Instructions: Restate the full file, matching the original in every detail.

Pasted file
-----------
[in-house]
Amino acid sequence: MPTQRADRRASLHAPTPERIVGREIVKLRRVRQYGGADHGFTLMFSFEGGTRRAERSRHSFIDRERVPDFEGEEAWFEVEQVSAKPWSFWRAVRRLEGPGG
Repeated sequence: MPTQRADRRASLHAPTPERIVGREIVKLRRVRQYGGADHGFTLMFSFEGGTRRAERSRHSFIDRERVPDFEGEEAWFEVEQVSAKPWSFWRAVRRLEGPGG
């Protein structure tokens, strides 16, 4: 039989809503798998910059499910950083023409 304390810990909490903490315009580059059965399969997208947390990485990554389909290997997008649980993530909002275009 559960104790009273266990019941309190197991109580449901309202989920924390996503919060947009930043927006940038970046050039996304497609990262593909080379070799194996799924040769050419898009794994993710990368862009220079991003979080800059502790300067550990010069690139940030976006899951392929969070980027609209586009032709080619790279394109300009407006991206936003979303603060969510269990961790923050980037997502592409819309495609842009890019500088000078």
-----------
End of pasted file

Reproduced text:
[in-house]
Amino acid sequence: MPTQRADRRASLHAPTPERIVGREIVKLRRVRQYGGADHGFTLMFSFEGGTRRAERSRHSFIDRERVPDFEGEEAWFEVEQVSAKPWSFWRAVRRLEGPGG
Repeated sequence: MPTQRADRRASLHAPTPERIVGREIVKLRRVRQYGGADHGFTLMFSFEGGTRRAERSRHSFIDRERVPDFEGEEAWFEVEQVSAKPWSFWRAVRRLEGPGG
């Protein structure tokens, strides 16, 4: 039989809503798998910059499910950083023409 304390810990909490903490315009580059059965399969997208947390990485990554389909290997997008649980993530909002275009 559960104790009273266990019941309190197991109580449901309202989920924390996503919060947009930043927006940038970046050039996304497609990262593909080379070799194996799924040769050419898009794994993710990368862009220079991003979080800059502790300067550990010069690139940030976006899951392929969070980027609209586009032709080619790279394109300009407006991206936003979303603060969510269990961790923050980037997502592409819309495609842009890019500088000078």